Monday, 14 January 2002: 4:45 PM
Transport of Aerosol Particles by Deep Convective Process and Its Contribution to the Formation of Junge Layer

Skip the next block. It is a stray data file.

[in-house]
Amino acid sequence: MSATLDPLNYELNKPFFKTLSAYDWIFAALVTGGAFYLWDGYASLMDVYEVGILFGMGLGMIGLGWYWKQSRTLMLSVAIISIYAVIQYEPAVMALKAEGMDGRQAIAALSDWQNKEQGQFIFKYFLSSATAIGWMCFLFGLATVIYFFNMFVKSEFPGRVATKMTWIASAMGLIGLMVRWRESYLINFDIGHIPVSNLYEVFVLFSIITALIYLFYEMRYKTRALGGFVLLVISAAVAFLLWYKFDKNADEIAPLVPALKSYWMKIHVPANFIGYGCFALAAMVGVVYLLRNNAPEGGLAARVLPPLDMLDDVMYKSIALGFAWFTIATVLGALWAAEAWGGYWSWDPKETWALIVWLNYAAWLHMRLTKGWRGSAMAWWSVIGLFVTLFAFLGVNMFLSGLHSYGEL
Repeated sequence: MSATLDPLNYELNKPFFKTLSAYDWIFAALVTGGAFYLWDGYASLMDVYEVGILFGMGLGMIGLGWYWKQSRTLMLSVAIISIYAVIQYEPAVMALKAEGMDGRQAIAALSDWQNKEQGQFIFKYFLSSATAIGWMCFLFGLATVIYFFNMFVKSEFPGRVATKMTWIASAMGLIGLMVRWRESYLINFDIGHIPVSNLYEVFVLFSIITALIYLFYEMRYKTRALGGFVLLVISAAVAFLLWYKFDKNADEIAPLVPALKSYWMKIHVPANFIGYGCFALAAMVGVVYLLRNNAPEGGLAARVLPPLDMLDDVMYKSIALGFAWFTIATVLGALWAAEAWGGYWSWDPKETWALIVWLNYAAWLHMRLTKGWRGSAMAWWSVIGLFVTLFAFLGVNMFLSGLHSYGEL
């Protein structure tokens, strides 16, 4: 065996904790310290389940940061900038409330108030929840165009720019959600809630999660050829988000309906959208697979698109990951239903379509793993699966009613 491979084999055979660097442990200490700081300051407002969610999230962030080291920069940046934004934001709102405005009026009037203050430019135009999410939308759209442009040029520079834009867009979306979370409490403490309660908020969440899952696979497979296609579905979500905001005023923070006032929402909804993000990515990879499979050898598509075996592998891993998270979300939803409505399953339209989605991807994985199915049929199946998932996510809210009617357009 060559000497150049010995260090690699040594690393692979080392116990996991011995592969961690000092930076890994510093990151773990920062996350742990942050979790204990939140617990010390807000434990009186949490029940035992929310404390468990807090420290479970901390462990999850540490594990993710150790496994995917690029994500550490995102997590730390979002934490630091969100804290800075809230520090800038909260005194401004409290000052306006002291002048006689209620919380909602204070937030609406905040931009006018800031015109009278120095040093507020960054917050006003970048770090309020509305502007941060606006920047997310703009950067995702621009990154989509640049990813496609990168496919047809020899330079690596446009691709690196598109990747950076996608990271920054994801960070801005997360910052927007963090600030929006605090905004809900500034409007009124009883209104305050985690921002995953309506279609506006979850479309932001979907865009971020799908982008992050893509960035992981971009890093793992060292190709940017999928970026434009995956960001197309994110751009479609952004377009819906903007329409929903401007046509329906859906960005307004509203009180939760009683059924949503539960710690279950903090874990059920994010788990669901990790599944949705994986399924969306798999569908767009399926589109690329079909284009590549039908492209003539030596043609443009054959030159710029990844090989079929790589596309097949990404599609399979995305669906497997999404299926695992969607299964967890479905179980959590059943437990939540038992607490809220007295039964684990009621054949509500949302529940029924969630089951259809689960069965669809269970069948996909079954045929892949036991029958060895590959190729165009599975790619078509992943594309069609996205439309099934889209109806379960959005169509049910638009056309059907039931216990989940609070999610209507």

The relative maximum of the global vertical aerosol concentration profile in the lower stratosphere is commonly referred to as the Junge aerosol layer, or simply the Junge layer. It is of great importance to study the formation of this layer and to monitor its changes because of the possible impacts of these stratospheric aerosols to global climate. At present, the formation mechanism of the Junge layer is not well understood. Current theories of Junge layer formation include the injection of sulfate particles by volcanic eruptions, turbulent diffusion of tropospheric sulfates, natural (biogenic) emissions of carbonyl sulfide, and other processes. This paper will demonstrate the feasibility of vertical transport of materials (both gases and particulates) from the troposphere to the stratosphere by the deep convective process and the potential of this process as a formation mechanism of the Junge layer. We will use a cloud dynamical model coupled with detailed microphysics package to simulate the transport of materials from the troposphere to the stratosphere during deep convective process. We will show simulation results for both inert tracer transport and the transport of sulfur species, the latter including chemical reactions in clouds that transform sulfur dioxide to sulfate particles. We will present estimates of the transport rates by typical deep convective storms in low and midlatitudes. Tangible evidence of such transport mechanism, mainly by satellite observations, will also be shown. Finally, the possible contribution of this deep convective transport to the Junge layer formation will be assessed.